Let me start by saying how much I enjoy coming here. That it feels like an escape in every sense of the word: like alone time, but also like the best kind of friendship, where there are comfortable silences followed by periods of intense discussion. It is hard to get here these days, but in some ways that makes it all the more enjoyable when I'm able.

I didn't get much of note done today. I washed a set of sheets, hung them out in the sun to dry. I vacuumed the house and cleaned out the fridge and put the girls down for a nap by walking them around the neighborhood a few times in the stroller. I folded three loads of laundry. 

But Sally and I had a long conversation about frost heaves, and Nora spent a happy afternoon exploring the grass outside. We made muffins, and talked about what it means to adapt a recipe. We took an idea that didn't fit with our mostly local, no-sugar, no-white flour ingredients, and shaped it into something both healthy and tasty. And while it wasn't inventing a self-driving car, or eradicating diabetes, it was satisfying in the way that so many mundane tasks are. I hope you enjoy them as much as we did.


The basic idea for this recipe comes from The Apple Lover's Cookbook by Amy Traverso. We've made some pretty heavy adaptations, and the result is a muffin that's packed with fruits and veggies but is also wonderfully satisfying and light. They are best warm, served with big pats of cold salty butter.

A note about the apples: I used a Macoun that I got at the Wellfleet Farmers Market. Anything would work, but I think this was an especially nice variety for muffins, because it's simultaneously tart and sweet and is crisp enough to stand up to a little heat.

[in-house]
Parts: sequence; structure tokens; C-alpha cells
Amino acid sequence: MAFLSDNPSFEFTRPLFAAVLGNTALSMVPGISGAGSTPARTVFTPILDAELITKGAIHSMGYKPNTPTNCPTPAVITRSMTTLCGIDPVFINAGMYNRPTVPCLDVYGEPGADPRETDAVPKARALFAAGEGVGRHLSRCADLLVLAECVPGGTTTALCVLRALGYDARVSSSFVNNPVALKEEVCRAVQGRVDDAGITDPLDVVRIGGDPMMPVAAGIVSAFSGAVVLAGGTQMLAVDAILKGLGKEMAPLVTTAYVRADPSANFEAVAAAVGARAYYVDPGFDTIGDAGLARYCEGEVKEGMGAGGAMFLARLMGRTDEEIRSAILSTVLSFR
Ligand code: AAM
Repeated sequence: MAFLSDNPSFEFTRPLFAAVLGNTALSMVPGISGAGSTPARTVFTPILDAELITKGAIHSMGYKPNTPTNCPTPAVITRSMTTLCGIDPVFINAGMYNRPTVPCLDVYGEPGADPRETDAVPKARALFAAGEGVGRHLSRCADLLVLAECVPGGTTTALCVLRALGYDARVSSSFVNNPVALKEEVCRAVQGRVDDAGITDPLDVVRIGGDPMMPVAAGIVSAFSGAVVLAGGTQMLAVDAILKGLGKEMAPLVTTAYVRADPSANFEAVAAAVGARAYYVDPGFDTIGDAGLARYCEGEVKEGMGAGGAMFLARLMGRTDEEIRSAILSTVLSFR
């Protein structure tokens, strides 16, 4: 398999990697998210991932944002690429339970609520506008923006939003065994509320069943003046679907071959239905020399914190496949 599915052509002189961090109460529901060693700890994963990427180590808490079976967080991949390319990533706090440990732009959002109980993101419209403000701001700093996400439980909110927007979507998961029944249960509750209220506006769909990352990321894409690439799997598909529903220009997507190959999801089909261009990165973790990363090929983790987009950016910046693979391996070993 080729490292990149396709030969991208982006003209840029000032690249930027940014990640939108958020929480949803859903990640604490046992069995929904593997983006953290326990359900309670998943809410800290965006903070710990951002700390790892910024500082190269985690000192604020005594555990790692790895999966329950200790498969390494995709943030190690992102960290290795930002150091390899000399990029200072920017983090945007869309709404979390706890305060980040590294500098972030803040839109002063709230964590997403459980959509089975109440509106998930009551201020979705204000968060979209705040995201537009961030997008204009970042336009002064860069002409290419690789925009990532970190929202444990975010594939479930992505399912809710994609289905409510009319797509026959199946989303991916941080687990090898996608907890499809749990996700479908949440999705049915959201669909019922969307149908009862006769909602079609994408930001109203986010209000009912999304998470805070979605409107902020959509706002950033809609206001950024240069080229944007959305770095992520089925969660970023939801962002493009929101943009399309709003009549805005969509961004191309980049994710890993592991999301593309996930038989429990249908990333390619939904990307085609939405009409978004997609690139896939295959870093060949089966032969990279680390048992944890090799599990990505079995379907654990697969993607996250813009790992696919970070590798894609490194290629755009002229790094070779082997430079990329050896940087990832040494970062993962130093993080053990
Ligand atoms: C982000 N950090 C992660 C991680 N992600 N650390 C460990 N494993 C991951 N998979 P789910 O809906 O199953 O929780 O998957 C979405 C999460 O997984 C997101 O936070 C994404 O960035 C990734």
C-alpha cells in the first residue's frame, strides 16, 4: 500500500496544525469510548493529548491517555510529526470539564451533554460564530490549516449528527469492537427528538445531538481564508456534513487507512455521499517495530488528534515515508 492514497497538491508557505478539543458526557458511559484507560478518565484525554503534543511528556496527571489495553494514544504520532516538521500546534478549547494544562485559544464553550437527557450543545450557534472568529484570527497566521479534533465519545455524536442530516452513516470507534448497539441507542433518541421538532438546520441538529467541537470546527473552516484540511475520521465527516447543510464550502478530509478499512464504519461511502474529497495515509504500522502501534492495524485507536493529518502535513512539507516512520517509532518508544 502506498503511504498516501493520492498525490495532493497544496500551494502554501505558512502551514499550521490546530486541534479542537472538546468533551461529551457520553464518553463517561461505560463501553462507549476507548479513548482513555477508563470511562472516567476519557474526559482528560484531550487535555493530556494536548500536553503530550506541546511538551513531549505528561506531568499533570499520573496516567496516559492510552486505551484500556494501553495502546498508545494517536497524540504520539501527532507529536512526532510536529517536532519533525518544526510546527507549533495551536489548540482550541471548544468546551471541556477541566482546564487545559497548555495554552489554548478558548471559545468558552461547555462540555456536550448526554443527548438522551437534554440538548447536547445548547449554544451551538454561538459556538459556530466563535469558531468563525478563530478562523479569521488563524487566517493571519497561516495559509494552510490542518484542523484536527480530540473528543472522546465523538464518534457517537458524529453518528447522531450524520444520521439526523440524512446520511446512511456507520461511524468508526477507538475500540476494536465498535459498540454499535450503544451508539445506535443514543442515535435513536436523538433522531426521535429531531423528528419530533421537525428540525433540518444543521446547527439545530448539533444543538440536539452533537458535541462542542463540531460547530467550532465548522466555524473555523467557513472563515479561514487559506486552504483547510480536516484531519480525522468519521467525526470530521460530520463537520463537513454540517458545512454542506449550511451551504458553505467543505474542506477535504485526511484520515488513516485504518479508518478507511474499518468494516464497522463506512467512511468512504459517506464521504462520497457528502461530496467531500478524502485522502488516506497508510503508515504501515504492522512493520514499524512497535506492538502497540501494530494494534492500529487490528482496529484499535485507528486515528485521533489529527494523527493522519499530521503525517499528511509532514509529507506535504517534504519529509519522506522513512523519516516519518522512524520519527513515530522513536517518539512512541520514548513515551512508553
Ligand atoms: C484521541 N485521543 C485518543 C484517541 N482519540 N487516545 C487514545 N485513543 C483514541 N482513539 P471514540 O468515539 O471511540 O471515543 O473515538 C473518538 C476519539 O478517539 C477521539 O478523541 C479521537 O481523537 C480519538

2 and 3/4 cup whole wheat flour
1 tablespoon ground cinnamon
1 teaspoon baking powder
1 teaspoon baking soda
3/4 teaspoon salt
2 cups grated carrots
1 large apple, unpeeled, cored, and grated
2/3 cup mashed banana 
1 cup unsweetened coconut flakes
1/2 cup chopped pecans or walnuts
3/4 cup molasses
1/4 cup maple syrup
3 eggs
3/4 cup olive oil
1 teaspoon vanilla

Preheat the oven to 350 degrees F and grease a 12-cup muffin tin. Whisk together the flour, cinnamon, baking powder, baking soda, and salt in a small bowl and set aside. In a larger bowl, mix together the remaining ingredients. Fold in the dry ingredients until just mixed. Spoon the batter into the prepared tin; you will likely have enough for about 15 muffins. Either bake in two batches, or spoon the remaining batter into a small loaf pan and bake it in there. The muffins will need about 20-25 minutes; bake until just cooked through, taking care not to overcook.

P.S. If you need a good Sunday evening read, try this on motherhood and smartphones. And in case what you need more is a good laugh.


SEPTEMBER 4 // elspeth